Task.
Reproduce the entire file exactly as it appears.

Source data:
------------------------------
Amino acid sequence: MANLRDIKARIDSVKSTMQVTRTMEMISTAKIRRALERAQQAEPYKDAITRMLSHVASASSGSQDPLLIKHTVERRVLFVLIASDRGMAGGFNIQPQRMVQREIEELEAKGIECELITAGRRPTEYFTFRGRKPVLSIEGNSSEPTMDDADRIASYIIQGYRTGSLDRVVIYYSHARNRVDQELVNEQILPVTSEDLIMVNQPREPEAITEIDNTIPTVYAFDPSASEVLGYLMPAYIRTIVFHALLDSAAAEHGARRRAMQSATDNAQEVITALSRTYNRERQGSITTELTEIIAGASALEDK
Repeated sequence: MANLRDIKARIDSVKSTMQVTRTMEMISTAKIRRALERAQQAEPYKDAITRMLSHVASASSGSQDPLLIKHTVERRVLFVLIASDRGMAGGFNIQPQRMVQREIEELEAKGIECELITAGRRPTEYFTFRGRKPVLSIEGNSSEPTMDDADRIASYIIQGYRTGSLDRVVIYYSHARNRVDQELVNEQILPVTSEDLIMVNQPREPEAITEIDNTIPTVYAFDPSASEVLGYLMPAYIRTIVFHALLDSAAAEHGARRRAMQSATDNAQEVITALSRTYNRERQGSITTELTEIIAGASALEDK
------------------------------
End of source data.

Amino acid sequence: MANLRDIKARIDSVKSTMQVTRTMEMISTAKIRRALERAQQAEPYKDAITRMLSHVASASSGSQDPLLIKHTVERRVLFVLIASDRGMAGGFNIQPQRMVQREIEELEAKGIECELITAGRRPTEYFTFRGRKPVLSIEGNSSEPTMDDADRIASYIIQGYRTGSLDRVVIYYSHARNRVDQELVNEQILPVTSEDLIMVNQPREPEAITEIDNTIPTVYAFDPSASEVLGYLMPAYIRTIVFHALLDSAAAEHGARRRAMQSATDNAQEVITALSRTYNRERQGSITTELTEIIAGASALEDK
Repeated sequence: MANLRDIKARIDSVKSTMQVTRTMEMISTAKIRRALERAQQAEPYKDAITRMLSHVASASSGSQDPLLIKHTVERRVLFVLIASDRGMAGGFNIQPQRMVQREIEELEAKGIECELITAGRRPTEYFTFRGRKPVLSIEGNSSEPTMDDADRIASYIIQGYRTGSLDRVVIYYSHARNRVDQELVNEQILPVTSEDLIMVNQPREPEAITEIDNTIPTVYAFDPSASEVLGYLMPAYIRTIVFHALLDSAAAEHGARRRAMQSATDNAQEVITALSRTYNRERQGSITTELTEIIAGASALEDK